Economic mobility refers to the ability of an individual or a family to improve their economic status, either within a lifetime or across generations. It is a reflection of economic opportunities available to parents and their children as they attempt to move up the income ladder. A new study by Pew Charitable Trusts defines upward mobility as the extent to which children can rise above their parents’ position relative to their peers. It concludes that 71 percent of individuals whose parents were in the bottom half of the income distribution improved their rankings relative to their parents. However, only 45 percent of them experienced improvements relative to their parents’ ranking that were significant. Further, only 38 percent of individuals who started in the bottom half of the distribution made their way to the top half as adults.
The differences in economic mobility across demographic groups are striking as well. Men have a greater likelihood to move up the income ladder (41 percent) than do women (27 percent). The increases in income experienced by women are less likely to place them 20 percentiles higher relative to their parents’ position, than for men. Finally, women at all income quintiles are much more likely to fall down to the bottom quintile than are men.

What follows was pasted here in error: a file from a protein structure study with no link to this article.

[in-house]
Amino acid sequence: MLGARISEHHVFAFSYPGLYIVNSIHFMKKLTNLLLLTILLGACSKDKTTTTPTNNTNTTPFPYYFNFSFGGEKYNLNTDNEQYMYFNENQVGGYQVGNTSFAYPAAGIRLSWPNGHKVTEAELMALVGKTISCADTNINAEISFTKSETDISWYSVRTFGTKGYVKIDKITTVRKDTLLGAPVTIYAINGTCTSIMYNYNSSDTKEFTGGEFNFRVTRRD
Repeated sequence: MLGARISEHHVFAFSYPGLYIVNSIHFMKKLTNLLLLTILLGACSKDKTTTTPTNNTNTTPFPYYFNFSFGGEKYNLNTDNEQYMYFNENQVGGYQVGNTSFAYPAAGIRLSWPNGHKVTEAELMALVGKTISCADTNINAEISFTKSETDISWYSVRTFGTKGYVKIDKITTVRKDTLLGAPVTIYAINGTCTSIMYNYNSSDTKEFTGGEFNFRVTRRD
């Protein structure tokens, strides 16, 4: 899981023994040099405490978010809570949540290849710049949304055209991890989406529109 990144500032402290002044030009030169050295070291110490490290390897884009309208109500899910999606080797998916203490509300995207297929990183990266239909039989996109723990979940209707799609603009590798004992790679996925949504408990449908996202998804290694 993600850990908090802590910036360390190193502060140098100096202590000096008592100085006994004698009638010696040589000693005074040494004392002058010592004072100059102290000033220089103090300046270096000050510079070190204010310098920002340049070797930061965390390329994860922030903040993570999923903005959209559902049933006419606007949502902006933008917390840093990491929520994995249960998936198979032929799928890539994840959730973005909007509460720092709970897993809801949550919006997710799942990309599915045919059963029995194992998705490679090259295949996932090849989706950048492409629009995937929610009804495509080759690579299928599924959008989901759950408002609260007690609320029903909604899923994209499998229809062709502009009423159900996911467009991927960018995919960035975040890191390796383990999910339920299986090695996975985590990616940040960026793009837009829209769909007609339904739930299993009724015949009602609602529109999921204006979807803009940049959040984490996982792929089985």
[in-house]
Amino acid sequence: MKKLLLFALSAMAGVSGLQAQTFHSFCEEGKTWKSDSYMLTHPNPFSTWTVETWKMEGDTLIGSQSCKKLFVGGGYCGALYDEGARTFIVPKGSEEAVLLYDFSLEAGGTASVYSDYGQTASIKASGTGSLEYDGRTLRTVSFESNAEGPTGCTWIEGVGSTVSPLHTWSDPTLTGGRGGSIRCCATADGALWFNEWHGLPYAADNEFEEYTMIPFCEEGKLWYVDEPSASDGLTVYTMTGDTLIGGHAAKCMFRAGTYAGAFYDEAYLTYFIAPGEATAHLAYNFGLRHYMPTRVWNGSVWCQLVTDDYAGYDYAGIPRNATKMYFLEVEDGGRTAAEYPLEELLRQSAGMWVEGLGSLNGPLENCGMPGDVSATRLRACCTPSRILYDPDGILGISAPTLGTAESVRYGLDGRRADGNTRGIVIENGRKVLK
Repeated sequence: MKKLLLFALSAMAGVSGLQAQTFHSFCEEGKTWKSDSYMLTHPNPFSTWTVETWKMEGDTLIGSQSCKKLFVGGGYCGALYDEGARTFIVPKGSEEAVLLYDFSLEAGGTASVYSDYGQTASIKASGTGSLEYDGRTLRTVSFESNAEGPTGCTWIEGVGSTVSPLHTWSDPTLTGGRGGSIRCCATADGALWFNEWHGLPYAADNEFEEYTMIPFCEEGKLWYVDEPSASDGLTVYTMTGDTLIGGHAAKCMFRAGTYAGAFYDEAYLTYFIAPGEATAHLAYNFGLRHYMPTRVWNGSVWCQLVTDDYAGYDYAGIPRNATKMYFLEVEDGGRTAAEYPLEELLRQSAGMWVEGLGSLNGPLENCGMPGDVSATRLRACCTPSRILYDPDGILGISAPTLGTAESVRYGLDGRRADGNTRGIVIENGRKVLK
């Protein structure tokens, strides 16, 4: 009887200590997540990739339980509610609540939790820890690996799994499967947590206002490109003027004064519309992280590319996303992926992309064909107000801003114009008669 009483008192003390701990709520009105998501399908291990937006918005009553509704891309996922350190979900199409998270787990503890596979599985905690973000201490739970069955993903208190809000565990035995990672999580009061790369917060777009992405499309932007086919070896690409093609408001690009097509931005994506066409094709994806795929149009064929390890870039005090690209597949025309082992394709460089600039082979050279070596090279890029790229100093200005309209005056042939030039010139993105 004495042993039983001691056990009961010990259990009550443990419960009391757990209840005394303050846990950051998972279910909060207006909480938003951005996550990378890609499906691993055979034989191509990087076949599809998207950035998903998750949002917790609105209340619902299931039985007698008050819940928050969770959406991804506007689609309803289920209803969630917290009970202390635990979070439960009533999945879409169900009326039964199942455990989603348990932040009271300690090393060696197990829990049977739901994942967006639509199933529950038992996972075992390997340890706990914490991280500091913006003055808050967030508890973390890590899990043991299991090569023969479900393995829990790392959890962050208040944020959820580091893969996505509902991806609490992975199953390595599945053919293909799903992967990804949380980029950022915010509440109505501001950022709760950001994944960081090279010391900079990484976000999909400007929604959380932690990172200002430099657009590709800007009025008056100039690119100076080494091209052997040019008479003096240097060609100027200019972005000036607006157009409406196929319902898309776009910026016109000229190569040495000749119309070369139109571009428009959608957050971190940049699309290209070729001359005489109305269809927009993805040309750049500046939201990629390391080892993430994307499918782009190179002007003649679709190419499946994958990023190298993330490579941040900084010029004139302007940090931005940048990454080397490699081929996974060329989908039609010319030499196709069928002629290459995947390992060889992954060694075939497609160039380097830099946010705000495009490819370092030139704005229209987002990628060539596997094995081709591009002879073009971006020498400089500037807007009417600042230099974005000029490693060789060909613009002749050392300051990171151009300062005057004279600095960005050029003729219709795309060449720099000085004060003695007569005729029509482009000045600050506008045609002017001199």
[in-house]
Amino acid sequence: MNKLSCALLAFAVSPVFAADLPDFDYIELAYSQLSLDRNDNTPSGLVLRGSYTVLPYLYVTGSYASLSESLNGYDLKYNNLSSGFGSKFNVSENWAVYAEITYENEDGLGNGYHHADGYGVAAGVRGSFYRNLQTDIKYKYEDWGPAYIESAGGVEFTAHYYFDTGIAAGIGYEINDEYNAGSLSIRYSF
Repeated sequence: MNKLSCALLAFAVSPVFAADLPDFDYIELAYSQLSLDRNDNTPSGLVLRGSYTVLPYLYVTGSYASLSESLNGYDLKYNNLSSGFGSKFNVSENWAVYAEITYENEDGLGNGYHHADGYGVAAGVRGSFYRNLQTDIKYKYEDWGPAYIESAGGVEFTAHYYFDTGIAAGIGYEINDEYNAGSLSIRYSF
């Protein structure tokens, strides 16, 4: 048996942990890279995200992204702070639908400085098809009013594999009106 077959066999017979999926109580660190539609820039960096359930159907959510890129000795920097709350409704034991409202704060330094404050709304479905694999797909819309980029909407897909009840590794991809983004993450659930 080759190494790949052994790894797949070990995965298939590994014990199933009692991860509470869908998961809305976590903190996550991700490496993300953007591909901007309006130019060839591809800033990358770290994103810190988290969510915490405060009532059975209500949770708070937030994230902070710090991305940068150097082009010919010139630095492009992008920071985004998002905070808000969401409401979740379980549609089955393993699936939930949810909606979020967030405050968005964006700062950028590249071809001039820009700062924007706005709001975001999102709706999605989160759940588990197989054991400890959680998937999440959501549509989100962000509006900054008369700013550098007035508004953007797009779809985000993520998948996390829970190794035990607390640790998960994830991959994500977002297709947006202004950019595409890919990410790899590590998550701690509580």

Amongst all races, economic mobility is of particular concern for African-Americans. African-Americans experience significantly less upward economic mobility compared to whites. Forty-four percent of blacks in the bottom quintile stay there into adulthood compared to just 25 percent of comparable whites. A large majority of blacks born in the bottom half of the income distribution are likely to exceed their parent’s place in the income distribution, but only 35 percent improve their relative position by 20 percentiles or more, less than the nearly 50 percent statistic for whites.
Economic mobility is highest for white men, followed by white women, black men and, last of all, black women. These findings are echoed in Hertz (2005) who finds that blacks are 30 percentage points more likely to remain in the bottom quarter of the income distribution relative to whites. A study by the Economic Mobility Project of the Brookings Institution also finds more downward mobility for blacks than for whites from the middle of the distribution.
Moreover, it appears from other studies that economic mobility in America on the whole is stagnating. Using tax record data for individuals born between 1971 and 1993, Chetty et al. (2014) conclude that, for the most part, intergenerational mobility has not changed significantly over time. For example, children born in 1971 who had parents in the bottom fifth of the income distribution had an 8.4 percent chance to reach the top fifth of the income distribution themselves, compared with a 9 percent chance for similar children born in 1986. Several studies have also found that mobility in the U.S. is significantly lower compared to other developed countries (e.g., Bjorklund and Jantti 1997, Jantti et al. 2006, Corak 2013).
From a policy perspective, understanding the causal mechanisms for upward economic mobility is extremely important. In this testimony, I highlight the factors that are highly correlated with economic mobility with a particular focus on how these factors apply to African-Americans. I then offer several policy suggestions that could address some of these challenges based on an extensive review of the literature on this topic.